The out-pipe portion 12a surrounds an outer peripheral surface of the loop pipe 3 on the outside of the other end 13B of the first stack 13 in a radial direction. The out-pipe portion 12a includes a flow path 12c surrounding the outer peripheral surface of the loop pipe 3. A fluid 5 flows in the flow path 12c. The fluid 5 flows along a circumferential direction of the outer peripheral surface of the loop pipe 3. Not shown in the drawings, the flow path 12c includes an inlet for the fluid 5 to flow in and an outlet for the fluid 5 to flow out.

The first high-temperature side heat exchanger 14 includes an in-pipe portion 14b and an out-pipe portion 14a. The in-pipe portion 14b is disposed oppositely to the one end 13A of the first stack 13 in the loop pipe 3. The in-pipe portion 14b includes a plurality of conduction paths passing through the length direction of the loop pipe 3. A working fluid can pass through the conduction path. The out-pipe portion 14a surrounds the outer peripheral surface of the loop pipe 3 on the outside of the one end 13A of the first stack 13 in a radial direction. The out-pipe portion 14a is formed of a thermal conductor such as metal.

In the example shown in FIG. 6, the one end 13A of the first stack 13 is a surface opposite to the in-pipe portion 14b of the first high-temperature side heat exchanger 14. The other end 13B of the first stack 13 is a surface opposite to the in-pipe portion 12b of the first low-temperature side heat exchanger 12. The second stack 23 can also have the same configuration as in FIG. 6. In this case, the one end 23A of the second stack 23 is a surface opposite to an in-pipe portion of the second high-temperature side heat exchanger 24. The other end 23B of the second stack 23 is a surface opposite to an in-pipe portion of the second low-temperature side heat exchanger 22. In the second stack 23, a flow path similar to the flow path 12c shown in FIG. 6 can be provided in an out-pipe portion of the second high-temperature side heat exchanger 24.

FIG. 7 is a sectional view showing another configuration example of the first stack 13, the first high-temperature side heat exchanger 14, and the first low-temperature side heat exchanger 12 shown in FIG. 1. In the example shown in FIG. 7, the first high-temperature side heat exchanger 14 and the first low-temperature side heat exchanger 12 include no in-pipe portion, and are configured by out-pipe portions 14a and 12a. The out-pipe portion 14a surrounds a portion from an outer periphery of the loop pipe 3, the portion being inserted into the inside of the first stack 13 from the one end 13A of the first stack 13. The out-pipe portion 12a surrounds a portion from the outer periphery of the loop pipe 3, the portion being inserted into the inside of the first stack 13 from the other end 13B of the first stack 13.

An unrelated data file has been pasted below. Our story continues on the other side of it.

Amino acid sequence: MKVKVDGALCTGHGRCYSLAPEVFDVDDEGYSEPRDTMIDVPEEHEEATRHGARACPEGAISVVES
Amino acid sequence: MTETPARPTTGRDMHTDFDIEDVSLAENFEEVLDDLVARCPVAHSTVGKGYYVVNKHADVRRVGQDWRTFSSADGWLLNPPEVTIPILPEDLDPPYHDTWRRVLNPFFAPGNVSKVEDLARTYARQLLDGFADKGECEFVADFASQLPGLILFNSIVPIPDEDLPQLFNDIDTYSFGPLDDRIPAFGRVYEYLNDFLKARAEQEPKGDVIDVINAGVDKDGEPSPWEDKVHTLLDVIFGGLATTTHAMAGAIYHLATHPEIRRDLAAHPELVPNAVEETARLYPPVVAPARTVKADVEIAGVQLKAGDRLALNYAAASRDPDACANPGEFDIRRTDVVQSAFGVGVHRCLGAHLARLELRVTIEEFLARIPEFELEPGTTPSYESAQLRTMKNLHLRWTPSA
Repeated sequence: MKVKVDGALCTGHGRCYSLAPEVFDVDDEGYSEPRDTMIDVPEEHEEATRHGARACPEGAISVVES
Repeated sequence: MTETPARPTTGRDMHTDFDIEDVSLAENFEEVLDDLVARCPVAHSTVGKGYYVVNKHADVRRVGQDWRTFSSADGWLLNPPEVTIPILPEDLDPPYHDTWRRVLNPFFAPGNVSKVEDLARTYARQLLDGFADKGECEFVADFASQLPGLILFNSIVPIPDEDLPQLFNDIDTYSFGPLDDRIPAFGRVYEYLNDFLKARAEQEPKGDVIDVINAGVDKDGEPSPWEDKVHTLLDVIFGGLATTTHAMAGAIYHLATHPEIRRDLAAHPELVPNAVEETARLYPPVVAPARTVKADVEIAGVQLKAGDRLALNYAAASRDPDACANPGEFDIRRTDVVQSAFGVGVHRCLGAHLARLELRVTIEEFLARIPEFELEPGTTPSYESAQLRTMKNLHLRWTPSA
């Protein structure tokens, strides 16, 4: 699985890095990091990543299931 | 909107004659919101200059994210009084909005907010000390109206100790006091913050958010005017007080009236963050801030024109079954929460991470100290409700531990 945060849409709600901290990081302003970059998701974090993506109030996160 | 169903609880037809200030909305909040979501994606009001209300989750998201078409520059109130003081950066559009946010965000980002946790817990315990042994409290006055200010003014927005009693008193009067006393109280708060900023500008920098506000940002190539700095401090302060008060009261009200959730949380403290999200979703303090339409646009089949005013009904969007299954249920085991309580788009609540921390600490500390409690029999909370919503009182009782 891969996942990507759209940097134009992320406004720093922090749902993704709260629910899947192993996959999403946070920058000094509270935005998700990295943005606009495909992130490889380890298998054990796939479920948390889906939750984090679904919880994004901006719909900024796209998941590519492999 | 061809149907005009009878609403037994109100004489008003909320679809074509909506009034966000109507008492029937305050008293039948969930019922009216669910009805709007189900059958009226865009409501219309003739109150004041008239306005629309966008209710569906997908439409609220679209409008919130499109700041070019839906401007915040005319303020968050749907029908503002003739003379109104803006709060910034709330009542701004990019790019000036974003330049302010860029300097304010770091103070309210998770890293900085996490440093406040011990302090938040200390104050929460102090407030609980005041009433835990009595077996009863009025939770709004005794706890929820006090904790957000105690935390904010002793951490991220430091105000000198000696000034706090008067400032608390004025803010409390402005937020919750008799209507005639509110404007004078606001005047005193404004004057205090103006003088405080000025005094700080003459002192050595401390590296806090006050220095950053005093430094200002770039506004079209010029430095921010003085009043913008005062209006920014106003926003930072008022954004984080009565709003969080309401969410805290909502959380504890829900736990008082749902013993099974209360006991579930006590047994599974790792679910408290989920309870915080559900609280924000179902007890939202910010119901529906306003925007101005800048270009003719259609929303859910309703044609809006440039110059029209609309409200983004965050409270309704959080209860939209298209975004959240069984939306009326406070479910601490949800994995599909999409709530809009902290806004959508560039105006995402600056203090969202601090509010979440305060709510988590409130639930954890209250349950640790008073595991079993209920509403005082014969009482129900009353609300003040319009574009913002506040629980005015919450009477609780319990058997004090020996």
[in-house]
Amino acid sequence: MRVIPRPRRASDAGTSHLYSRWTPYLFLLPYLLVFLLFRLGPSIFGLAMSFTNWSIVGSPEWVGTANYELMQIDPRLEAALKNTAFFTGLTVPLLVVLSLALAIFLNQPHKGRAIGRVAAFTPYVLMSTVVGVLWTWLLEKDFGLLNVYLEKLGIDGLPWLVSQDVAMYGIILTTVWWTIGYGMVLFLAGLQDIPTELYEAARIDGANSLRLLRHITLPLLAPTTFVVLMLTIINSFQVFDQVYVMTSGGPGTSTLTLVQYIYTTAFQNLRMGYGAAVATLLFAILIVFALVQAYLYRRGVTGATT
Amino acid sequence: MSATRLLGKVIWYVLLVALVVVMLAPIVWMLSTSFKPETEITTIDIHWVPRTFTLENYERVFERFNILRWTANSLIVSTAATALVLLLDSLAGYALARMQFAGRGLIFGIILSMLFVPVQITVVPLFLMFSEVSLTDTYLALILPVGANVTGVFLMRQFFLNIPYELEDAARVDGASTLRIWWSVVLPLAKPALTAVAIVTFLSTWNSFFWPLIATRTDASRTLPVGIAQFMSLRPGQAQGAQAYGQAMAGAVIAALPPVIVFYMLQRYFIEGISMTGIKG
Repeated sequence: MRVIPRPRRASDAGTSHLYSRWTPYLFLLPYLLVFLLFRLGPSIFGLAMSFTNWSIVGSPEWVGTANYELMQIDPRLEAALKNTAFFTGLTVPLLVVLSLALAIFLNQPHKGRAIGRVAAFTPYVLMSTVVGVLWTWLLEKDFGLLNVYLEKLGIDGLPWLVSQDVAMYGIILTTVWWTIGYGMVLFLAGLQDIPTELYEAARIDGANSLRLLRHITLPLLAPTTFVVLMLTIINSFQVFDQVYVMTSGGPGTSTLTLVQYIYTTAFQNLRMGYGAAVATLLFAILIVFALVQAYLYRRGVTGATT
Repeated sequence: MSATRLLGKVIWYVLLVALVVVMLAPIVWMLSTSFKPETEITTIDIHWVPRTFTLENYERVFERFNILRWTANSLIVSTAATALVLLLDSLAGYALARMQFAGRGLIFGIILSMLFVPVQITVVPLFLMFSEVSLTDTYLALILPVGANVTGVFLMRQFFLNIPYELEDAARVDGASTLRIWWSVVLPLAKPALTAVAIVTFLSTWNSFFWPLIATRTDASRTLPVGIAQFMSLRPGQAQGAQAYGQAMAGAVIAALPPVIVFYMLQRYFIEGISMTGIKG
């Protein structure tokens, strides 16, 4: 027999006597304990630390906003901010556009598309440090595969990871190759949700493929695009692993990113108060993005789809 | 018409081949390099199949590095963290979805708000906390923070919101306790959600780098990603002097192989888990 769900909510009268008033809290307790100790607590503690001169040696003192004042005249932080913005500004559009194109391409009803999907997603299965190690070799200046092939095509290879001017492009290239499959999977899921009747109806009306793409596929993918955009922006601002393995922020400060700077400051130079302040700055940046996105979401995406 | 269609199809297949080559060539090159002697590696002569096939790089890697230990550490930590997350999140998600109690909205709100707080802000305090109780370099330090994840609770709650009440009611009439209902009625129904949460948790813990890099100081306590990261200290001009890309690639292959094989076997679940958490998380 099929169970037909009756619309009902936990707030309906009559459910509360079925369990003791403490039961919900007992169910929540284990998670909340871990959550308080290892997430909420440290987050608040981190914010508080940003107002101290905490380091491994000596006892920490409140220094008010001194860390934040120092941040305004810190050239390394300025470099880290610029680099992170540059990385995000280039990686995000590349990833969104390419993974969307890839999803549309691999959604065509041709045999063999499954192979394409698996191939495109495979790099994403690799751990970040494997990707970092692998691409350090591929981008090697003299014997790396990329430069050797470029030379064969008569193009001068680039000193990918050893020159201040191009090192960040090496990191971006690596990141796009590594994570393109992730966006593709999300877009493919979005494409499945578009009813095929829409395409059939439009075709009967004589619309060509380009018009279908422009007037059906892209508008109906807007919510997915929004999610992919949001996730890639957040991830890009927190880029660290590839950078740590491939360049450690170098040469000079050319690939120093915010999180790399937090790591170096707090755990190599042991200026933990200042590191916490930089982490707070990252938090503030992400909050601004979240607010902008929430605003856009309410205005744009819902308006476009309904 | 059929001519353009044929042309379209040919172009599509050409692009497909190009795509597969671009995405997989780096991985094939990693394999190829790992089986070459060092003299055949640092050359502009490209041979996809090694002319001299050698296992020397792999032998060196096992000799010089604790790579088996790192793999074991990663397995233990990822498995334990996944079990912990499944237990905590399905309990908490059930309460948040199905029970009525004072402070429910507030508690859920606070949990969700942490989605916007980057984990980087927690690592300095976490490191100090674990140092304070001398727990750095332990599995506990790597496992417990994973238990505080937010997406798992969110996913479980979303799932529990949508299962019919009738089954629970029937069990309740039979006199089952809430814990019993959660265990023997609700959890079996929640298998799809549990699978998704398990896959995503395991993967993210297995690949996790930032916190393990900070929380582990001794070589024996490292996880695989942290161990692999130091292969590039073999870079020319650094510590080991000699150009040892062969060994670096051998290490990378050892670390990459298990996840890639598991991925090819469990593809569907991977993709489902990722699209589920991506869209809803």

In the configuration shown in FIG. 7, among two end surfaces of the first stack 13 in the length direction of the loop pipe 3, an end surface where the first high-temperature side heat exchanger 14 is provided is the one end 13A, and an end surface where the first low-temperature side heat exchanger 12 is provided is the other end 13B. When the second stack 23 is configured in the same manner as in FIG. 7, among two end surfaces of the second stack 23 in the length direction of the loop pipe 3, an end surface where the second high-temperature side heat exchanger 24 is provided is the one end 23A, and an end surface where the second low-temperature side heat exchanger 22 is provided is the other end 23B.

Embodiment 2

FIG. 8 shows a configuration example of a thermoacoustic device according to the present embodiment. The thermoacoustic device 10 shown in FIG. 8 has a configuration in which a second vibration plate 6 is added to the configuration shown in FIG. 1. The second vibration plate 6 is provided in the loop pipe 3 between the other end 23B where the second low-temperature side heat exchanger 22 of the second stack 23 is disposed and the other end 13B of the first stack 13. The second vibration plate 6 is capable of vibrating in the axial direction (length direction) of the loop pipe 3. The second vibration plate 6 is formed of a plate-shaped elastic body. The second vibration plate 6 is disposed on a path K4 of the loop pipe 3 between the other end 13B of the first stack 23 and the other end 23B of the second stack 23. Through disposing the second vibration plate 6 at this position, the sound wave in the loop pipe 3 generated by the temperature gradient of the first stack 13 can be further amplified by the second vibration plate 6.

In the example shown in FIG. 8, the second vibration plate 6 is disposed at a position closer to the first stack 13 (a position on a path K5) than a position of a center H2 of a path K6 in the loop pipe 3 from the other end 13B of the first stack 13 to the other end 23B of the second stack 23. Accordingly, the sound wave amplification effect can be improved by the second vibration plate 6. Preferably, the second vibration plate 6 can be provided at a position in the path K4 of the loop pipe 3 from the other end 13B of the first stack 13 to the other end 23B of the second stack 23 within one fourth of a length of the path K4 on the side of the first stack 13 (a position on a path K6).

Arrangement Example 1 of Second Vibration Plate